Saturday, August 19, 2006

Certainty and Precision

One lesson of Post-modernism is that you can't know everything with certainty. I have a friend in my writing group (with whom I share a first name) who takes that to mean you can't know anything for sure. And I disagree with that. There are some things you know for certain, but the edges can get a little fuzzy. No problem with that, really. We know that two plus two is four. And we know you can define Galois Fields of order 4 where two plus two is zero. And we know that two apples plus two bananas almost equals one fruit salad.

I have heard it said, "you can't put God in a box," and that's true. But does that mean we can know nothing of deity? I think not. I think there are some things about God that are certain and there are lots of things that get a little fuzzy. It's a mistake to insist that we know things for certain that the Bible is silent about or only obliquely touch upon.

A good example is evolution versus creation. I'm of the mind that takes whatever the Bible says as certainly true. I'm also of the opinion that most fossils are not fakes like the Piltdown Man bones. (However, you'll note that there's always a risk of being taken in by a fake fossil, given what we saw in Piltdown.) I am also of the opinion that I make mistakes and so do all humans now and then. The job of the scientist and of the theologian is to take whatever's known and try to construct a coherent logical framework that explains it. This is a matter of "interpreting" what's' known to come up with theories or theologies.

Frankly, I have become relatively annoyed with the Creationists because they tend to put too much time into proving that their interpretive constructions are better than the evolutionists constructions. Humans make mistakes, and it is unwise to take our notions of how the first 10 chapters of Genesis should be interpreted, and treat them as infallible. Genesis is infallible, not my notion of it.

Same goes for the end times. The Bible says that if a strong man knows you're coming, you won't be able to rob his house. So, when talk about the Rapture and the End Times, and we point to this or that and say, "that's it." You can bet the Enemy knows this, too. This leads me to think a lot of the Hal Lindsay stuff I read won't work out the way we think.

Besides, there's a difference between Revelation and Dispensationalism. The former is infallible word of God. The latter is an interpretation thereof, a human construction, and subject to error. And no, I don't know any specifics that I can point to as erroneous. I'm saying here's a theoretical framework that will explain our surprise when a popular end-times scenario plays out unexpectedly.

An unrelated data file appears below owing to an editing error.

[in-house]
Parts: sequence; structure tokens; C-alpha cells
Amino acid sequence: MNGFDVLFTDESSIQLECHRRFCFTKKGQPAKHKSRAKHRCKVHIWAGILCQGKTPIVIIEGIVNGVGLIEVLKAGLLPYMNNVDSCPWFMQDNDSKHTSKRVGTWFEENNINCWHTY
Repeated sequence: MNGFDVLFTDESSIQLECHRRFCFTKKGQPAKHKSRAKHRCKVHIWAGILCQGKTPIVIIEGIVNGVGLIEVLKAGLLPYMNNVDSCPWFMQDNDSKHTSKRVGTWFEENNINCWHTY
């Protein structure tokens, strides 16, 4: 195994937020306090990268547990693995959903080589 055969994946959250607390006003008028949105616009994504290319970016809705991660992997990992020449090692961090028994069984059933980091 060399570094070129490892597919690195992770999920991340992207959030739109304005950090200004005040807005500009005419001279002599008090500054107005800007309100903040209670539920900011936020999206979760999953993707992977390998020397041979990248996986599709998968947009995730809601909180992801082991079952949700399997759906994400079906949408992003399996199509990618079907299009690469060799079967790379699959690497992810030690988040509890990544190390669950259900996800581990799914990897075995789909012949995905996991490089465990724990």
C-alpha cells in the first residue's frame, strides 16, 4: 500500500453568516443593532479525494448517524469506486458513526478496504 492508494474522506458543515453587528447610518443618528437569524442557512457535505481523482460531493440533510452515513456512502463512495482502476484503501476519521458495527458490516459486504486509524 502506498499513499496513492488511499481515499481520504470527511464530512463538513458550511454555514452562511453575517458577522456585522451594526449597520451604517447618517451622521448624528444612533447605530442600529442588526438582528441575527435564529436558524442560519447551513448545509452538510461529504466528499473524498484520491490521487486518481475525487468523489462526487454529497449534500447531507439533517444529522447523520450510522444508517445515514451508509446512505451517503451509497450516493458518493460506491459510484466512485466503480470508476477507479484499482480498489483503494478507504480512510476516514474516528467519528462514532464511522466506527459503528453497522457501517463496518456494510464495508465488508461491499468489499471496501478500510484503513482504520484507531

Trouble is that often things are a little fuzzy, lacking a solid biblical mandate, and we forget that. We affirm those things as if they are gospel. The gospel is infallible, I'm not. I may forget that, or I may well know that things are a little fuzzy, but I don't bother to bog down the conversation with a disclaimer every other sentence.

Now, when you hear someone say something, and it seems a little fuzzy to you, but you think he's stating it as if it is gospel. You owe him the benefit of the doubt. 1) He might know something that you don't, but didn't bother to buttress his case with some factoid he thought obvious. 2) He might not know he's on thin ice. 3) He might know it's a little fuzzy, but he forgot to add a disclaimer. 4) He might know it's fuzzy, but doesn't want to open that can of worms because he wants to make another point. 5) He hasn't learned when to be intentionally ambiguous. In all these cases, you owe him the benefit of the doubt.

The Christian ethic is summarized in the double-love command. Practically, we do that when we give the other the benefit of the doubt. If you find yourself where you can't do that, run away.

When I finally learned how to get an A in philosophy, I discovered something I've found useful ever since. I found that depending upon how I worded the answer on an essay test, I could avoid or open a can of worms full of things I didn't know. There were bits I was certain about and there were bits I were fuzzy about. So, I phrased things that would cover the fuzzy bits. Ambiguity is a good thing to cultivate when you're teasing about the fuzzy bits, but if you know something for certain, you ought to be clear and unambiguous.

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